Getting People To Learn The Rules of your World

What is the best way to accomplish the goal in the title? It seems to me that there are three possible ways that the game designer can do this:  a tutorial, the manual, and the level design.

My favourite way to learn the rules of a game is to be taught it, not by the game itself, but in person by somebody who has played it before, and has become an expert at it. This personal, human experience is best imitated through the tutorial. Best does not mean good. If the game tries to imitate the personal touch it will seem fake and off-putting. If the game does not do so then it may cause frustrations as it becomes a cost before the player can actually play a game.

Even an optional tutorial has those weaknesses if it is the only real way to learn how to play, since a player needs to learn how to play somehow. An optional tutorial doesn’t seem like it could hurt when coupled with one of the other two methods, however it still costs resources to produce.

‘The manual’, or simply writing the controls and rules down is my preferred way. It allows the player to understand things quicker by reading, it is cheaper to implement, and it allows for the constant refreshing of the rules. However, for more complicated rules it may require careful design in order to ensure that the player actually understands the real priorities and points of the rules.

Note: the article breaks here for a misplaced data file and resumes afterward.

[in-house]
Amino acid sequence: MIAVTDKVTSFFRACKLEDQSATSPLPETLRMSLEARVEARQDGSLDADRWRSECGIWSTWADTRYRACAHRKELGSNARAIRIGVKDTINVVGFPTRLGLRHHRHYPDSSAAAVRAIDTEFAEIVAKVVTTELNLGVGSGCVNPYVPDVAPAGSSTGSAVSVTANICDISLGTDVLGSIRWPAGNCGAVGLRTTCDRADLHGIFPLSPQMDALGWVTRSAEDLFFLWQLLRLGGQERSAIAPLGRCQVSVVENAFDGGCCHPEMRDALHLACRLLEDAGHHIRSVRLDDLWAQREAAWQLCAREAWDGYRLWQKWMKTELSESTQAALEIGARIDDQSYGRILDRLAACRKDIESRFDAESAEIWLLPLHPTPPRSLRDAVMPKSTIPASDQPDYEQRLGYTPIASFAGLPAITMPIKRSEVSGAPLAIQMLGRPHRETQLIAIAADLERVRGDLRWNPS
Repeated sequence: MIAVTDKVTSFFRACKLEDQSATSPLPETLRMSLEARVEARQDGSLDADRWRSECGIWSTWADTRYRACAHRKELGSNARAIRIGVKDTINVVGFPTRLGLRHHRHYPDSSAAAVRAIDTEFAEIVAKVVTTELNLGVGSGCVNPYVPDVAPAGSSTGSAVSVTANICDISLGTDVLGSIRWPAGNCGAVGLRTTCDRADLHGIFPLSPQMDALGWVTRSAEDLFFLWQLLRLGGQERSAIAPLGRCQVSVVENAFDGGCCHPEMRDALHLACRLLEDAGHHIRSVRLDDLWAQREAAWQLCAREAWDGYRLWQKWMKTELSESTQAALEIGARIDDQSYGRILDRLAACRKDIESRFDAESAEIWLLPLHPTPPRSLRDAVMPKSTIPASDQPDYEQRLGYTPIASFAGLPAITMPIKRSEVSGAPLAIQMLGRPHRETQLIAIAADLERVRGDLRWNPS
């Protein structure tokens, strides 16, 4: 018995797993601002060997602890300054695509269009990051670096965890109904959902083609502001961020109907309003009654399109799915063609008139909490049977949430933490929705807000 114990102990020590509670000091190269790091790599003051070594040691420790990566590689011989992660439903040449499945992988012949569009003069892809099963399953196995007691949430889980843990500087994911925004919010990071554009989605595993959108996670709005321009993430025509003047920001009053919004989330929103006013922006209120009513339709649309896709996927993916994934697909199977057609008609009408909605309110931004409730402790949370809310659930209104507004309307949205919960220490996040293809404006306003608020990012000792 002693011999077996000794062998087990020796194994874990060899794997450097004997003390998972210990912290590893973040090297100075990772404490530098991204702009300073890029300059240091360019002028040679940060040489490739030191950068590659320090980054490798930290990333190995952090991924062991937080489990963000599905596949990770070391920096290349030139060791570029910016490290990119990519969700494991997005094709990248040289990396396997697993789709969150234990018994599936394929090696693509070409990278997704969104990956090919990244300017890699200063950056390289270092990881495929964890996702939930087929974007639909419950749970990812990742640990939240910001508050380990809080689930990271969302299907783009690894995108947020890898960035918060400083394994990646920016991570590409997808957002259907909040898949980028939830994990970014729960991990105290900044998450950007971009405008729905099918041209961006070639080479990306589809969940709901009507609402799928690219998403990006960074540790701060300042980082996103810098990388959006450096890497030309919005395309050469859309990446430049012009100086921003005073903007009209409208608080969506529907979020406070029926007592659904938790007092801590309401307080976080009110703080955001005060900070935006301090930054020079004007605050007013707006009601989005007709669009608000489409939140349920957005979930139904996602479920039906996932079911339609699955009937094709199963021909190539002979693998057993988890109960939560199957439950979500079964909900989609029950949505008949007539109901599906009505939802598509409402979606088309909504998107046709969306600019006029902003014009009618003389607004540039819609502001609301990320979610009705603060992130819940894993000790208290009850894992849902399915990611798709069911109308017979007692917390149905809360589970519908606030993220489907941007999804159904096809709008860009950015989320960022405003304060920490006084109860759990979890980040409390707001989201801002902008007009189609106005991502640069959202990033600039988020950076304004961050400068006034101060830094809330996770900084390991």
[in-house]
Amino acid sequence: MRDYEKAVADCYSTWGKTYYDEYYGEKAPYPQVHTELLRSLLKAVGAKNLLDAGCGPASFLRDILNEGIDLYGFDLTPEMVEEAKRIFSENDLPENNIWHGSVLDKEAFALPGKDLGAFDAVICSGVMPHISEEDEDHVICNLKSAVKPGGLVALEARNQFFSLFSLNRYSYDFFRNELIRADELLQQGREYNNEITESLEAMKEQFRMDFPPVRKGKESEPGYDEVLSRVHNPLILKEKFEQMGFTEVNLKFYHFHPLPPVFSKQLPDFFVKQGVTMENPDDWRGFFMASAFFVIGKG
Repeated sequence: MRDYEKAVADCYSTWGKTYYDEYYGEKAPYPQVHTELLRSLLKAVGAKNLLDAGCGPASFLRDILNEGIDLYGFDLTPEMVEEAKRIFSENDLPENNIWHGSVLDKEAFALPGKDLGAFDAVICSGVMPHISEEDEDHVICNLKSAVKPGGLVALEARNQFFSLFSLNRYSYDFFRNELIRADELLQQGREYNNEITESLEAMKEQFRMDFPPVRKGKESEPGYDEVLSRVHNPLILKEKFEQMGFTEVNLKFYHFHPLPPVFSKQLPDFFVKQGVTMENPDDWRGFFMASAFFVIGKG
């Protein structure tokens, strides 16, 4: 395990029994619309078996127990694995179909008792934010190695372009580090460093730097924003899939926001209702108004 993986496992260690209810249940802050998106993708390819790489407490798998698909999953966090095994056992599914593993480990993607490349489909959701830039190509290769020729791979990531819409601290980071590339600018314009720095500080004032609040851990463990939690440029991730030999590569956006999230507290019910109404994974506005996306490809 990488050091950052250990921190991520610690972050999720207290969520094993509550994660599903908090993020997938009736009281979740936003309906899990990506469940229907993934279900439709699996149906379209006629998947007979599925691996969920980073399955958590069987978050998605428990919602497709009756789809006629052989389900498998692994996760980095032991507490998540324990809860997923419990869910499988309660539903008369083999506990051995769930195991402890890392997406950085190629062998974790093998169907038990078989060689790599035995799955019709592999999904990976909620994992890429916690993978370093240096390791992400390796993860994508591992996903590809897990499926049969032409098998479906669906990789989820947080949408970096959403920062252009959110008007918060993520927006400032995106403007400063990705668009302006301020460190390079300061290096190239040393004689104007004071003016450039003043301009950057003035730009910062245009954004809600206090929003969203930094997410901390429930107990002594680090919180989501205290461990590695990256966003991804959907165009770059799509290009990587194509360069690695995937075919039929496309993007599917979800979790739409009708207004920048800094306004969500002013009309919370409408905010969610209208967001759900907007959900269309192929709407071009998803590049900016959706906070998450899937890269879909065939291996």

I said that the manual was my favorite way to teach the player. That’s true for controls but not for everything. For many things, I feel that the best way to teach the player is to let them lead the way and start playing. This allows them to exercise their own judgment rather than to be spoon-fed notions. A neat way is the ‘tutorial without instructions’, for example being presented with a pit that one could only cross by double-jumping, but not being told to double jump. Of course, such a thing could work by itself on something simple like a GameBoy. It does not work with the many, many keys on one’s keyboard. Although, it works well coupled with a manual that players can discover.

Ultimately, it seems to me that if the three methods were costless to implement then one would implement all three methods. They’re not costless to implement. I think tutorials are likely to be too expensive for what you get. Using level design might have the cost of needing to compromise one’s vision, not all ideas are based on starting the player with a little stroll. One goal is to teach the player the game, you should use one instrument, I’d suggest the manual.


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